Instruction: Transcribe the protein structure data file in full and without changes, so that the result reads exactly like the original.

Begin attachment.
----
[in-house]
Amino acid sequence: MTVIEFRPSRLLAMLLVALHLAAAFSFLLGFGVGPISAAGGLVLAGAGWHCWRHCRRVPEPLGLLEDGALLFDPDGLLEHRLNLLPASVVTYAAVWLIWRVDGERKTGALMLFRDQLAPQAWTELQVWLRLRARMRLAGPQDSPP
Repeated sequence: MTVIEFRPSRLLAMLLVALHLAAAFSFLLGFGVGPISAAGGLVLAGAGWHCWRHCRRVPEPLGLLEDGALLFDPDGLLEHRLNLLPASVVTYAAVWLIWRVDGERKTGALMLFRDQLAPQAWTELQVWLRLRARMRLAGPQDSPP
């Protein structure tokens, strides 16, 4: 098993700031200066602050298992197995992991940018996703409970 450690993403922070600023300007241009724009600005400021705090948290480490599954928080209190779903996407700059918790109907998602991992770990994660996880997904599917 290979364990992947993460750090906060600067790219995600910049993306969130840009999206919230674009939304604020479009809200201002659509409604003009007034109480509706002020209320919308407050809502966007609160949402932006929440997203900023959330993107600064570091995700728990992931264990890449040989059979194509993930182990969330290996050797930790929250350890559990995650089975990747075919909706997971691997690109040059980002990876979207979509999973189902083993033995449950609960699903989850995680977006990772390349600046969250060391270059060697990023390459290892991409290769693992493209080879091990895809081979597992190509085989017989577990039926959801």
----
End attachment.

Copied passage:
[in-house]
Amino acid sequence: MTVIEFRPSRLLAMLLVALHLAAAFSFLLGFGVGPISAAGGLVLAGAGWHCWRHCRRVPEPLGLLEDGALLFDPDGLLEHRLNLLPASVVTYAAVWLIWRVDGERKTGALMLFRDQLAPQAWTELQVWLRLRARMRLAGPQDSPP
Repeated sequence: MTVIEFRPSRLLAMLLVALHLAAAFSFLLGFGVGPISAAGGLVLAGAGWHCWRHCRRVPEPLGLLEDGALLFDPDGLLEHRLNLLPASVVTYAAVWLIWRVDGERKTGALMLFRDQLAPQAWTELQVWLRLRARMRLAGPQDSPP
């Protein structure tokens, strides 16, 4: 098993700031200066602050298992197995992991940018996703409970 450690993403922070600023300007241009724009600005400021705090948290480490599954928080209190779903996407700059918790109907998602991992770990994660996880997904599917 290979364990992947993460750090906060600067790219995600910049993306969130840009999206919230674009939304604020479009809200201002659509409604003009007034109480509706002020209320919308407050809502966007609160949402932006929440997203900023959330993107600064570091995700728990992931264990890449040989059979194509993930182990969330290996050797930790929250350890559990995650089975990747075919909706997971691997690109040059980002990876979207979509999973189902083993033995449950609960699903989850995680977006990772390349600046969250060391270059060697990023390459290892991409290769693992493209080879091990895809081979597992190509085989017989577990039926959801």